[Python-ideas] Runtime assertion with no overhead when not active

Steven D'Aprano steve at pearwood.info
Tue May 8 11:39:49 EDT 2018


On Tue, May 08, 2018 at 09:58:51AM -0400, Eric V. Smith wrote:

> I think what's confusing to me (and maybe others) is that we haven't 
> seen your vision on how this would look in Python code.
> 
> An example that would throw runtime assertions and the same example 
> where it wouldn't (after a global switch is set?) would be helpful.

In Eloi's first post in this thread, he gave the example:

    runtime_assert( expr )


Although it is written as a function call, he refers to it as a 
statement, so I guess he means:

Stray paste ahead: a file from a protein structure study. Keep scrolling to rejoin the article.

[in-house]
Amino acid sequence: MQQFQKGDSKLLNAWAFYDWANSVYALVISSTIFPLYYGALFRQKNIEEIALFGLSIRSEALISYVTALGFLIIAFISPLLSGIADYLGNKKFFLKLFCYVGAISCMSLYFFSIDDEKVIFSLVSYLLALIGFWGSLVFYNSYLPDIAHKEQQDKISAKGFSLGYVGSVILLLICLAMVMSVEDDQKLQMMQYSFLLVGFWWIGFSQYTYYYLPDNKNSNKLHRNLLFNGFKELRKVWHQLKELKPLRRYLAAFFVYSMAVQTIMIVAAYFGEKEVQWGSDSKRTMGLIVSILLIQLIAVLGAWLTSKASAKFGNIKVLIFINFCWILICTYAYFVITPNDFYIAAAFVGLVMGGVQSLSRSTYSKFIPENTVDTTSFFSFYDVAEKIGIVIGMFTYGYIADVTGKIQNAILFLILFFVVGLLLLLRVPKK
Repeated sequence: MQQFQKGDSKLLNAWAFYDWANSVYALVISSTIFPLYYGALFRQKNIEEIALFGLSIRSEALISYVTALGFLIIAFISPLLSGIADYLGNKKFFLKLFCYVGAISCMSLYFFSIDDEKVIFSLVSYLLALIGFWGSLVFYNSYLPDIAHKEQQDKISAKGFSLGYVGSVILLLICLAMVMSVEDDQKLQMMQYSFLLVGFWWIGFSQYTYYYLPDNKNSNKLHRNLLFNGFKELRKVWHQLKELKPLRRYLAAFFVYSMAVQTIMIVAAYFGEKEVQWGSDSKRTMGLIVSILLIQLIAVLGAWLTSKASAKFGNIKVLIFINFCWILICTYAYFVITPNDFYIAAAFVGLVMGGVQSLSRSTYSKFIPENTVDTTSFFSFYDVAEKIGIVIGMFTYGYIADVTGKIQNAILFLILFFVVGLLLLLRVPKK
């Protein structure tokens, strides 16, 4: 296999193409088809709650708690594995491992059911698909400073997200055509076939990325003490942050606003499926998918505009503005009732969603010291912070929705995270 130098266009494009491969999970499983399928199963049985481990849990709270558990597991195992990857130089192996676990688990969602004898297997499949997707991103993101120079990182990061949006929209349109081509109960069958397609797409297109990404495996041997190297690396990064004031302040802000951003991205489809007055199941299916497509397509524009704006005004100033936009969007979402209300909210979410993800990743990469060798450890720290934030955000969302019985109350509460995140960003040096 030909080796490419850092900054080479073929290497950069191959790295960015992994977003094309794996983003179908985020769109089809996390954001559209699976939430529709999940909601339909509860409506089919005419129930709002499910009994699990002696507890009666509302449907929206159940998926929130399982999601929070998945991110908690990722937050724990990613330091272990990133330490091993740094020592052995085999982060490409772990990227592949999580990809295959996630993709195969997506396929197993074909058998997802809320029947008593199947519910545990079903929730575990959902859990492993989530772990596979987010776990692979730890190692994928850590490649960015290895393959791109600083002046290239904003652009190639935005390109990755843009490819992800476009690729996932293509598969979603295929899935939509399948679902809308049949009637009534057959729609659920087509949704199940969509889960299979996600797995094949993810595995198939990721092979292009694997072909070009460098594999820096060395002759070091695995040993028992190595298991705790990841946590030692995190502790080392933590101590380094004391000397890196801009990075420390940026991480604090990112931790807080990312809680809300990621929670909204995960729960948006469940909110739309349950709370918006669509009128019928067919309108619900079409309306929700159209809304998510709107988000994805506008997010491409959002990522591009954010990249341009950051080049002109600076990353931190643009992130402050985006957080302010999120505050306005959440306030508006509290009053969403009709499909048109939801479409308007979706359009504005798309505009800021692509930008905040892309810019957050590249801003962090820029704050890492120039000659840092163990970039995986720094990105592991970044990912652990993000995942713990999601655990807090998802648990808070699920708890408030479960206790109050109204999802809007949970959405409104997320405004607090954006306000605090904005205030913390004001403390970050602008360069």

runtime_assert expr


He says that would compile to the equivalent of:

    if runtime_assert_active and expr:
        print(RuntimeAssertionError())


but he gives no idea of what runtime_assert_active is (is it a 
per-module global variable? a single application-wide super-global? a 
local variable? something else?) or how we are supposed to set it.

Nor does he explain why failed assertions merelt *print* an error 
message, rather than raising an exception.



-- 
Steve


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